By Rob Boffard
OK, new rule. If you have a show that lasts an hour and a half, and the venue turns the house lights back on at 11pm, you are not allowed to start your set at 10. That’s just stupid. And if you’re Slaughterhouse, that means you have to close your set with the big pile of meh that is My Life as opposed to, say, the rollicking monster of a tune that is The One.
But this rant isn’t about Slaughterhouse. They played the Forum in Kentish Town last night, and were actually pretty damn good. Sure, Royce and Joell might have had to deal with a bored Crooked and a cosmically high Joe Budden, but when it all came together, it was magic. Seeing them open up with Sound Off must rank as one of the must-see live moments in rap.
Before Slaughterhouse came on, the capacity crowd got a set by Smiler. And this is the real point. Smiler isn’t a bad rapper, as his recent mixtape proved. But oh my stars and garters is his live show bad. He came out rapping along to Jump Around (Really?) and then filled twenty-five minutes with sketchy, half-formed tracks and dull a capellas. There was no effort, no energy, nothing to even vaguely suggest that Smiler was opening up for one of the most exciting rap crews around. It was just…ass. Pure ass.
And so here’s my second new rule, and my point. UK rappers are not allowed to moan about not being recognised or given props by their US counterparts.
Do you know why this happens? It’s because your live shows suck.
I’m not just talking about Smiler. I’m talking about UK rappers as a whole. Maybe I’m being harsh. I’ve lived in the UK for five years now, and I’ve only seen three or four thousand performances from UK rappers, so maybe a few passed me by. I am not exaggerating one bit when I say I can count the number of memorable performances out on three fingers. All the rest have been at best unremarkable, and at worst, boring and exasperating. I don’t get it: it’s not as if the UK doesn’t have good music – some of the finest tracks I’ve ever heard are from UK rappers.
Now take this, and hold it up against all the foreign rappers who come here each year. Think of all the amazing live shows you’ve seen: shows that have been put together carefully, that have been practiced, with full cognisance of the fact that people have paid quite a lot of money to see them.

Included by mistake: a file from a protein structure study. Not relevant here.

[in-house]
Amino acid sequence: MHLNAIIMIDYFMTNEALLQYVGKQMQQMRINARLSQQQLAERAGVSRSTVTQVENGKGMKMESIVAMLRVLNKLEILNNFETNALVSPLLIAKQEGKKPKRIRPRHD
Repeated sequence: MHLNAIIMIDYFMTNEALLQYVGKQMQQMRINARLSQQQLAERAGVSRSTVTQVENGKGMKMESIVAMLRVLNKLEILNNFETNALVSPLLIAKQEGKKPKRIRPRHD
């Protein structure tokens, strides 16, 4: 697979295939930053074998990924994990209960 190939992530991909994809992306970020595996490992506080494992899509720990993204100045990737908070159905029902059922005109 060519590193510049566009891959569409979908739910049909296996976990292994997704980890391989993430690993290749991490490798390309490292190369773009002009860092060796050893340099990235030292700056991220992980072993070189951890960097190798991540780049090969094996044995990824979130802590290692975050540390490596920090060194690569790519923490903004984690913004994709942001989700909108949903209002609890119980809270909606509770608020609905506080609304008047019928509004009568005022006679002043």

And this is what is so infuriating about UK rappers. How much effort does it take to put a little professional spin on your show, really? A few hours of rehearsal? A coherent set-list? A DJ who knows what he or she is doing? You don’t have to be world-class on your first time out, but if you aren’t putting effort into your shows, then you’re a disgrace and you’re wasting the money of anybody who comes to see you. Well, not my money, because I’ve probably traded sexual favours for the guest list, but you get my point.
There really is zero excuse for this. For me, the standard was set by a three-man crew from Nowhere, Idaho or some such, called The Bodega Brovas. They came to London on tour with Tanya Morgan, and were slated to perform an in-store event at Wyld Pytch. There couldn’t have been more than seven people watching them in this tiny-ass room, with crackly microphones and shoddy decks, but these guys acted like it was Wembley Stadium, and they were opening up for Pac’s comeback show. It was an act that had clearly been rehearsed and fine-tuned, and it was an absolute joy to watch. Nothing but effort and hard-earned skill. I guarantee you that every one of those people in the store went home and Googled Bodega Brovas. You should too, by the way. They’re great.
Meanwhile, UK hip-hop fans have to put up with endless shit-talking onstage, boring freestyles, random shout-outs, a barrage of rewind-that-backs and tracks that fizzle out of existence after two minutes. When we have huge rosters of live brilliance coming to the UK every year, you expect us to pay to watch your pathetic stage show? Get outta here with that bullshit, man.